Yeah. It’s not new to me either. I’ve seen people in NYC playing that and also bike polo.

Seeking advice from mountain bikers. I’m looking to get back into it after a nearly 20 year break. As I have been educating myself about what bikes & features are available and what I might buy I find myself in a confusing spot regarding bike frame size.

I am 5’4" and wear 28" inseam pants, but those are even a bit long. Some bike shops have advised that I could go for a small or a medium frame and other bike shops have been adamant that I should choose a medium frame because then I can have 29" wheels instead of having to settle for 27.5" wheels that come on a small frame. When I have tested a couple of bikes out, I can stand over the top tube of a medium bike, but only juuust barely without much extra clearance.

My question is if 27.5" wheels are that much of a disadvantage compared to 29" wheels or if I should just get used to having a slightly taller top tube and learn to avoid hitting it when I step off my pedals on uneven terrain? Are larger wheels a nice to have or a game changer?

The answer you don’t want to hear: it depends

I have two mountain bikes, one with 27.5 and one with 29 wheels.

My small bike is a bit too small for me, but it was an early lockdown purchase and I just got what I could at the price, and as my last mountain bike was 15 years prior a smaller bike felt fine for me.

However I don’t regret buying it at all, because it taught me all I needed to know after not mountain biking for 15 years.

Then I got a 29 full suspension bike (the small bike is a hard tail) and in this case I intentionally “sized up” in terms of frame, because I was aiming to maximize comfort. To get the reach and rise correct (simply put: distance and angle between the seat post and the handlebars) I bought new handle bars with a slightly different shape, and the bike fit perfectly.

So the questions I got to ask are:

What kind of trails do you plan on riding the most? If you just want to go on bike rides and do a bit of trail riding, there isn’t any big benefit to 29 wheels.

If you want to do rowdy enduro or DH tracks, 29 wheels are really nice to have, but then the biggest benefit for you would be a full suspension bike, and at that point you won’t be able to run 29 rear wheel anyway, because at your height it’ll be buzzing your ass any time it gets steep.

Personally if I was your height I’d go with the smaller size and the 27.5 wheels, because modern bikes are plenty comfortable enough you shouldn’t worry about the marginal gains of the larger wheels.

If you are going with a full suspension frame, look into a “mixed wheel” or “mullet” setup with a 29 front and 27.5 rear, which is pretty common now on performance bikes.

My final advice can only come after I know the type of bike (hard tail or full suspension) and if you give me the name of your local riding area so I can look up the trails.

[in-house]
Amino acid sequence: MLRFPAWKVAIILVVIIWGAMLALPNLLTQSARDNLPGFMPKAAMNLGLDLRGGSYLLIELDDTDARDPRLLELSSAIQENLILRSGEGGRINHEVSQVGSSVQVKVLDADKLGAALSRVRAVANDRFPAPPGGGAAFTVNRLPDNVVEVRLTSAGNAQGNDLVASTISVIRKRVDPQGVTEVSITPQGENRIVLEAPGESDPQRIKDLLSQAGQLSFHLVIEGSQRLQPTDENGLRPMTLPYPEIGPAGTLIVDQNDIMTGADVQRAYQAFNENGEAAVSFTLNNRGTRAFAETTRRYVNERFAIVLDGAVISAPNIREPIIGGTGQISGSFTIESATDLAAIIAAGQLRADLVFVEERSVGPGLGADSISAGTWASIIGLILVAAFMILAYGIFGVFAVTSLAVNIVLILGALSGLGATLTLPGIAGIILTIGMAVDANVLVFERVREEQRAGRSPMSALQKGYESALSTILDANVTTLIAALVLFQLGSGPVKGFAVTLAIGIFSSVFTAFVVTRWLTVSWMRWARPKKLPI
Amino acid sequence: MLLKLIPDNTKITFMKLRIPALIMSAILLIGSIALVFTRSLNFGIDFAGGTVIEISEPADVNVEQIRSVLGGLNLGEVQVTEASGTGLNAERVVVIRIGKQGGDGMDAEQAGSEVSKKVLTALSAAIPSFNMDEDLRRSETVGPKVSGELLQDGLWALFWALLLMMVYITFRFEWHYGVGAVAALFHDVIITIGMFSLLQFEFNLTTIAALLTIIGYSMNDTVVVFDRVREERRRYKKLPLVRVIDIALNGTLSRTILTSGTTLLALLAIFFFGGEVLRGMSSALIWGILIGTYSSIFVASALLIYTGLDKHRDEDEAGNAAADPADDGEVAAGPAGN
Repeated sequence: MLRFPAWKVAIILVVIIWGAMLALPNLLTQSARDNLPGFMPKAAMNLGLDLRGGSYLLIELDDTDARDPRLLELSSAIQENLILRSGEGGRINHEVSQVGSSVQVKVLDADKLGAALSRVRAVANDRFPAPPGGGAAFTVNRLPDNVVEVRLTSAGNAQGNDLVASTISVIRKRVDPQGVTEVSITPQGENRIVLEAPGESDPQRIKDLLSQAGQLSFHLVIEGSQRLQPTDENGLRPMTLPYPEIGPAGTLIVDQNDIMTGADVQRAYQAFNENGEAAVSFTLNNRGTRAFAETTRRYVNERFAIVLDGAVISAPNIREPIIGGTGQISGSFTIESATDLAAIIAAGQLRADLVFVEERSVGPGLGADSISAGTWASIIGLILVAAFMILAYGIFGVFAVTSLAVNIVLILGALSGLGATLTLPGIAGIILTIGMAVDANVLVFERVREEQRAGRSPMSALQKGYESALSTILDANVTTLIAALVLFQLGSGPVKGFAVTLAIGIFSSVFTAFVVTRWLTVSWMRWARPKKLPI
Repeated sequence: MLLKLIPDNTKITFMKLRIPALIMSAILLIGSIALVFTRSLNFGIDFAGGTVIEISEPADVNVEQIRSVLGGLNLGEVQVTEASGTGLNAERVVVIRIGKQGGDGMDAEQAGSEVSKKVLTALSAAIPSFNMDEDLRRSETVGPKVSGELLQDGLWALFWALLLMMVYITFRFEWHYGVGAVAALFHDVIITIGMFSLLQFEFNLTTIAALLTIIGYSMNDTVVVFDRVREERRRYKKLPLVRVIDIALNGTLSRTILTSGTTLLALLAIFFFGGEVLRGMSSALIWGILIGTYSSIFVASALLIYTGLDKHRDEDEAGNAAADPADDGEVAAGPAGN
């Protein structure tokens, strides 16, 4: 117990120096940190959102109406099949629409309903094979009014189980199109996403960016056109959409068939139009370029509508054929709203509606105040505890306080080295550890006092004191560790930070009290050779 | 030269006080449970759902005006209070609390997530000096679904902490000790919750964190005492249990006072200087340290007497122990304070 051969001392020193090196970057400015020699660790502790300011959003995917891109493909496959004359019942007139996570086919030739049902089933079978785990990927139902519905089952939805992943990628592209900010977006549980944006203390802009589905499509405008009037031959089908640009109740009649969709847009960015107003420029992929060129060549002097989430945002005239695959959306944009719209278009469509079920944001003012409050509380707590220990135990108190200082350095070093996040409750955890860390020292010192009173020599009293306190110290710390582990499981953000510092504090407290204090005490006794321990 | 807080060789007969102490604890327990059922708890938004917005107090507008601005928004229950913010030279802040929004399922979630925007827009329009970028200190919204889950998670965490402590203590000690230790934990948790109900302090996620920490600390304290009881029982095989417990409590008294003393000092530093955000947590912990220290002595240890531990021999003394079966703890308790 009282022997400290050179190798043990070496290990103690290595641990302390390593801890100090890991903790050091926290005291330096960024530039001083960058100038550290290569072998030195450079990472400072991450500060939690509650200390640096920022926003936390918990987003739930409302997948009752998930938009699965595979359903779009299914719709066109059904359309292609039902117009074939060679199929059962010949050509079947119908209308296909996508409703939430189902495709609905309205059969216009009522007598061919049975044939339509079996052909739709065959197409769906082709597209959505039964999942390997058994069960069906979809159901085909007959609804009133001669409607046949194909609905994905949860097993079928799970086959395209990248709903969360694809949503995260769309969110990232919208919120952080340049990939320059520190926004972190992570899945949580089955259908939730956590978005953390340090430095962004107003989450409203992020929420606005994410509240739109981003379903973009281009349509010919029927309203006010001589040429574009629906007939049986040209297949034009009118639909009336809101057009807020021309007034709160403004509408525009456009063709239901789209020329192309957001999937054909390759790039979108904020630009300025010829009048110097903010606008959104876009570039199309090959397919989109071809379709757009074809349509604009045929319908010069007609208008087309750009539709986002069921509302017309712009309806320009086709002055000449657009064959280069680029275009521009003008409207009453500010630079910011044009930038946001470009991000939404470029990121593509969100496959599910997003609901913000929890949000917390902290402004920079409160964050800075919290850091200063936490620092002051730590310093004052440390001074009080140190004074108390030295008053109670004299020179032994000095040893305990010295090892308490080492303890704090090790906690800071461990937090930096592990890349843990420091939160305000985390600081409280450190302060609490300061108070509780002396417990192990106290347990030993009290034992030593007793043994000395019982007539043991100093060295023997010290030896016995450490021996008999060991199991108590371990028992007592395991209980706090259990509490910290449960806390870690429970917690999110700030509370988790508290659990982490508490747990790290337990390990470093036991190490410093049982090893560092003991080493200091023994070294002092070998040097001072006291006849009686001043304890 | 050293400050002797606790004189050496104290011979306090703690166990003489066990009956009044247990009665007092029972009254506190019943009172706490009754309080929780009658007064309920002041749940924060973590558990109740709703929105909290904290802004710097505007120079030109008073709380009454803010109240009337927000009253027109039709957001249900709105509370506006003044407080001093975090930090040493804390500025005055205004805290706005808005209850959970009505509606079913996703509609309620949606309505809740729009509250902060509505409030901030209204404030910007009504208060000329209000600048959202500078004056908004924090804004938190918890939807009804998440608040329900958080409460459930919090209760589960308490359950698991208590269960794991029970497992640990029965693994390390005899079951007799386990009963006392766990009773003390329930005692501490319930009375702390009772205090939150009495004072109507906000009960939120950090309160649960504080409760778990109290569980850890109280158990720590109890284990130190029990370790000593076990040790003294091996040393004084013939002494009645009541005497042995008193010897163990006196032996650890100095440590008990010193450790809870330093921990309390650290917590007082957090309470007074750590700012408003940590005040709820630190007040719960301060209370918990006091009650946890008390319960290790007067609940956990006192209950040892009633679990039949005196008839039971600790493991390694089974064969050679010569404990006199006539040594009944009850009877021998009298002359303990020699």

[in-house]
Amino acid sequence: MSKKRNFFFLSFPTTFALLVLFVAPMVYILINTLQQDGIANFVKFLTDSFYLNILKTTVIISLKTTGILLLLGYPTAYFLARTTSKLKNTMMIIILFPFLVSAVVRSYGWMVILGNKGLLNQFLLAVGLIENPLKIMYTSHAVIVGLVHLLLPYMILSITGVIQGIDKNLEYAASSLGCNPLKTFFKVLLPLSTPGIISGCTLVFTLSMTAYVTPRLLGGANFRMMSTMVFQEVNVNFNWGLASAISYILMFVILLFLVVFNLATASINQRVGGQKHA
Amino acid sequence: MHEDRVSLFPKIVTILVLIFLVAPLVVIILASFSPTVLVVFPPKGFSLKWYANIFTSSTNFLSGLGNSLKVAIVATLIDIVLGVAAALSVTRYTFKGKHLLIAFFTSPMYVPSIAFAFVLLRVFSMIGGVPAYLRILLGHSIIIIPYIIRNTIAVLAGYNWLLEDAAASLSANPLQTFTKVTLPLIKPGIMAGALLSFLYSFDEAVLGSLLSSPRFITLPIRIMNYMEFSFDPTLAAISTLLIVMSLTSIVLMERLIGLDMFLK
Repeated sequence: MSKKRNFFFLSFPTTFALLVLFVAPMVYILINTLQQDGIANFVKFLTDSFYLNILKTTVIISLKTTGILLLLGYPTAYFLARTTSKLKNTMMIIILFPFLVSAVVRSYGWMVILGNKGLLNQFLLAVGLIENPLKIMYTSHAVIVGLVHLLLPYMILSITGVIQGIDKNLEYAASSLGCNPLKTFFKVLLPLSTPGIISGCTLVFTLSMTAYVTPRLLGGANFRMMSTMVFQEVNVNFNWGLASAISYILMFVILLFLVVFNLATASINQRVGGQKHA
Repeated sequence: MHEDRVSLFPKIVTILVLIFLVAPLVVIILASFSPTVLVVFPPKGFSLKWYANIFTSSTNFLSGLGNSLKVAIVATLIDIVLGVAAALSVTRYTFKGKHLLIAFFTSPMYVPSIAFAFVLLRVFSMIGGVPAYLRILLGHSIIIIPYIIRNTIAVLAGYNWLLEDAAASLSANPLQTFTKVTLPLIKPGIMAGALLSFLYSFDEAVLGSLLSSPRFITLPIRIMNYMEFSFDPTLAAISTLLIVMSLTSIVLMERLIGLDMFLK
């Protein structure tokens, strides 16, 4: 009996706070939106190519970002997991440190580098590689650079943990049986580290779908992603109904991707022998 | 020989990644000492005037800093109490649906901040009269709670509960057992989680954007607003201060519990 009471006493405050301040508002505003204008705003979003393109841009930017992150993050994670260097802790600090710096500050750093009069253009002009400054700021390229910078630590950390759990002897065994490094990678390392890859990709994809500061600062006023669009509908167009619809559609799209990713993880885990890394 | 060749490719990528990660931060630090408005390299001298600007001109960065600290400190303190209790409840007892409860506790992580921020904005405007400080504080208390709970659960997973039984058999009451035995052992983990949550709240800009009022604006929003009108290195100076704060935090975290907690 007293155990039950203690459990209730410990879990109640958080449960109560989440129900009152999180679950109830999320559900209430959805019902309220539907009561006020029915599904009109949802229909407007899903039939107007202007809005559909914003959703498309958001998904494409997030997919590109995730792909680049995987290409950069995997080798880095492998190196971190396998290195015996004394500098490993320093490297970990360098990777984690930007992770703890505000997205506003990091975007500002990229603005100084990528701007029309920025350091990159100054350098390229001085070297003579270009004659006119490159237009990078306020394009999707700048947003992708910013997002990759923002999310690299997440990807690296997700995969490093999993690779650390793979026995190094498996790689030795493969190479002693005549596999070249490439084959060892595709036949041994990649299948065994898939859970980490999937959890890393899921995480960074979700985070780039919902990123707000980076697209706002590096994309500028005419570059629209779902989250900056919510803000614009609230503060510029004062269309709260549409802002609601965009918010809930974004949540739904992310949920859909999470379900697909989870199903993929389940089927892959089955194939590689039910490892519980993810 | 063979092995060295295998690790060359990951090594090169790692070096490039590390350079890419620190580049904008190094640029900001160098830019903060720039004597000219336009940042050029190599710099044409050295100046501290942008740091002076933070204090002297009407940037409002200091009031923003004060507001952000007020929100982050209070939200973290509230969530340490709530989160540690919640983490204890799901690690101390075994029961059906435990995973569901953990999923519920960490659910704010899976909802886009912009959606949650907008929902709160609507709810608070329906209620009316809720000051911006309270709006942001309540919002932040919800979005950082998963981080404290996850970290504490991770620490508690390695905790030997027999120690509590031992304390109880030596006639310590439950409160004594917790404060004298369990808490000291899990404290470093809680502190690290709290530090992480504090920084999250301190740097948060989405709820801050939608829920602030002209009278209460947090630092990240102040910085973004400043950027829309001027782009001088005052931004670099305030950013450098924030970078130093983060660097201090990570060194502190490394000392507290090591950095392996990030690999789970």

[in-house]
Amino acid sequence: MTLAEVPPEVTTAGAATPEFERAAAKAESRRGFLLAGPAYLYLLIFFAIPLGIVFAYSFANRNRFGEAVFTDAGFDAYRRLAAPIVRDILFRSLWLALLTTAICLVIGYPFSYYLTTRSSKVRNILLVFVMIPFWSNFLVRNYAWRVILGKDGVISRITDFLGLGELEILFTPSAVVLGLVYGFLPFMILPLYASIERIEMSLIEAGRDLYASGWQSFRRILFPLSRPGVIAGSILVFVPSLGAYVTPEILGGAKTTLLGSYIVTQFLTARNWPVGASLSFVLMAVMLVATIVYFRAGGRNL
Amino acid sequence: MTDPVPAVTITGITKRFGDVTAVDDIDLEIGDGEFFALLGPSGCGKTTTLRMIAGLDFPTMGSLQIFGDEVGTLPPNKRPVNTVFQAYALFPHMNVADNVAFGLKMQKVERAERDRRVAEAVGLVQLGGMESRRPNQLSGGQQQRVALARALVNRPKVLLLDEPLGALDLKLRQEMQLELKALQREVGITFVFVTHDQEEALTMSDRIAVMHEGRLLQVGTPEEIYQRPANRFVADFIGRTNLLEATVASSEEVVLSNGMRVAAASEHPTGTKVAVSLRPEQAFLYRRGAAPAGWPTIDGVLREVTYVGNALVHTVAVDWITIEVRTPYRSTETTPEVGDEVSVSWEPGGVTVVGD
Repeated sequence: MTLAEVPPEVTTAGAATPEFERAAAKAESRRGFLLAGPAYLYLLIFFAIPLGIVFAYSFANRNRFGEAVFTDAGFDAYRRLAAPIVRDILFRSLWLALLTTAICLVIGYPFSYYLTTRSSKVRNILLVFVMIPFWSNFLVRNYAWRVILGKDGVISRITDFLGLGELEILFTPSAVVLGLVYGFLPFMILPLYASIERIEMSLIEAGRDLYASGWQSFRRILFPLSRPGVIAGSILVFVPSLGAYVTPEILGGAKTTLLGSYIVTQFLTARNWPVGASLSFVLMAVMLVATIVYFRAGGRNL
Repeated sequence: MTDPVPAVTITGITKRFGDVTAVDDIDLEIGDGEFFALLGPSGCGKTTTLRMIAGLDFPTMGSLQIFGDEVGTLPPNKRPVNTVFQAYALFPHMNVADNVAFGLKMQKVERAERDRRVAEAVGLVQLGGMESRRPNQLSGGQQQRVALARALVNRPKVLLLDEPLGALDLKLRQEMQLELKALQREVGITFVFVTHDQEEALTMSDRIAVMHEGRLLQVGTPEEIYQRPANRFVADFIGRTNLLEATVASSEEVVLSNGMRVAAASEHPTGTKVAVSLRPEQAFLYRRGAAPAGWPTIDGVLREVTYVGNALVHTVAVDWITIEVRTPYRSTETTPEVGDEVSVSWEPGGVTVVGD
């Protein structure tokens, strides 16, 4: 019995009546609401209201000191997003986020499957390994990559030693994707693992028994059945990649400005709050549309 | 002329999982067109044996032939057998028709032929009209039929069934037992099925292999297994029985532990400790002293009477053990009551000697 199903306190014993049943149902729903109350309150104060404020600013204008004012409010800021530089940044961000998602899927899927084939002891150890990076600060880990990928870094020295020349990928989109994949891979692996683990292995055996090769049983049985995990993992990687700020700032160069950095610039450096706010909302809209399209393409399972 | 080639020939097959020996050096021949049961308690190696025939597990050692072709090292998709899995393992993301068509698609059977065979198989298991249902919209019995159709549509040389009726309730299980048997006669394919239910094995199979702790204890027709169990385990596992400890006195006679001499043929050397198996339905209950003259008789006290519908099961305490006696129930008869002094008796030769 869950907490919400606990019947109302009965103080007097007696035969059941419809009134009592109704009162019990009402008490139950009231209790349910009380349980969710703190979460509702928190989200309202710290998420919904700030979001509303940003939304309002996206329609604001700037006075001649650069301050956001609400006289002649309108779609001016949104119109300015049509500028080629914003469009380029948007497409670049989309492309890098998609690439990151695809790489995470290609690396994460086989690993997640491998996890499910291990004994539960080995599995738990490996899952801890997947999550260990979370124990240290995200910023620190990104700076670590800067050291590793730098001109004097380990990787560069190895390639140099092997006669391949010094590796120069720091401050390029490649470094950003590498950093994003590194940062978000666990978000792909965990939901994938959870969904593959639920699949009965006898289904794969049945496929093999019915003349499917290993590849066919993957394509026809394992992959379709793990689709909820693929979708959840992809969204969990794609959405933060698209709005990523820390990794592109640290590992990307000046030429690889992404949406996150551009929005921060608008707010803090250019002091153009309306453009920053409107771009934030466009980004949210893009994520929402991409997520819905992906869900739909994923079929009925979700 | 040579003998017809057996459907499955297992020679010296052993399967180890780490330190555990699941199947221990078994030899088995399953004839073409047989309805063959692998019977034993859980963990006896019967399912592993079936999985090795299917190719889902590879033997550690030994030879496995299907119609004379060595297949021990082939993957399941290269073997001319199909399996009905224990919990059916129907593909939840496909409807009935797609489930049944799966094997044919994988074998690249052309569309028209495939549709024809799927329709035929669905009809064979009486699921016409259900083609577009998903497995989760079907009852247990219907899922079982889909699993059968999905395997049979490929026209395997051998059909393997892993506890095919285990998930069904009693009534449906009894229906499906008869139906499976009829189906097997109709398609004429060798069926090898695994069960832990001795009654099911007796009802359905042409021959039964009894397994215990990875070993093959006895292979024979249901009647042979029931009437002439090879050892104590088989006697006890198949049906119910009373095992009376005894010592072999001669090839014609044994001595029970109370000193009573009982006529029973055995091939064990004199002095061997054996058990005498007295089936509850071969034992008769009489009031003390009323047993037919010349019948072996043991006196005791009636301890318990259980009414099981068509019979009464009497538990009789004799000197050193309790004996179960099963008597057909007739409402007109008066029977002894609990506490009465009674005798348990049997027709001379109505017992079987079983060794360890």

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That all makes sense. I was looking at a hard tail for this purchase. I plan to ride mountain trails and established mountain bike parks in the foothills and mountains near Salt Lake City, Utah.

Get yourself a 27.5 bike that fits comfortably, and then in 1.5 to 2 years time, when you upgrade to a full suspension bike, you can reconsider and get yourself a mullet.

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Good drone flying and better mountain biking:

X-post the hockey thread?

I’ve started looking into e-bikes for my daily commute and if anyone has any experience and brand recommendations I’d love to hear them.

Looking to spend between 1-2k and needs to be able to handle 300lbs and deal well with lots of hills and handle potholes/bad roads.

Depending on where you live, my best recommendation is to buy from a local bike shop. I know most of the local shops around me won’t service brands they don’t sell, which limits where you can get service.

That’s really interesting. There is only one shop I know of in NYC that only services what they sell, and they didn’t even have that policy until a few years back. Every other shop brags that they can service any bike whatsoever.

It’s like that also here in Vienna, Austria. Most bikeshops are super booked out, and shops tend to just service bikes they sold.

They’ll still do a quick tube swap etc. But proper services need to be booked in advance.

A ton of people (me included) started biking during the first lockdown, and the streets here are pretty safe to ride. So I guess there’s just too much demand

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I did look at the few bike shops in my neighborhood, but none of them had any real inventory and I’d have to go to center city area (a good 30+ minutes away) to see anything in person. I was more just seeing if anyone had any general brand or model recommendations to help me whittle things down, but I appreciate the advice and maybe I will make the longer trip to see some stuff in person.

My emphasis was on Brand of bike sold, and e-bikes. Some of them might have the ability to order any brand they sell, but when I talked to someone, it was very specifically about the engine and messing with the electrical end of it.

Most shops around me will service the non-E portion of any bike, but aren’t trained/insured/whatever it is to handle the electrical systems of brands they don’t sell.

It might be different depending on what’s around. I know there’s one place in Rochester that has “Ebikes serviced” on its sign and it’s not a bike store in the traditional sense, and they might be broader in service. But I know that you should probably check with the local bikeshops you have if they hold any limitations on what they will service in regards to the electrical system of a bike.

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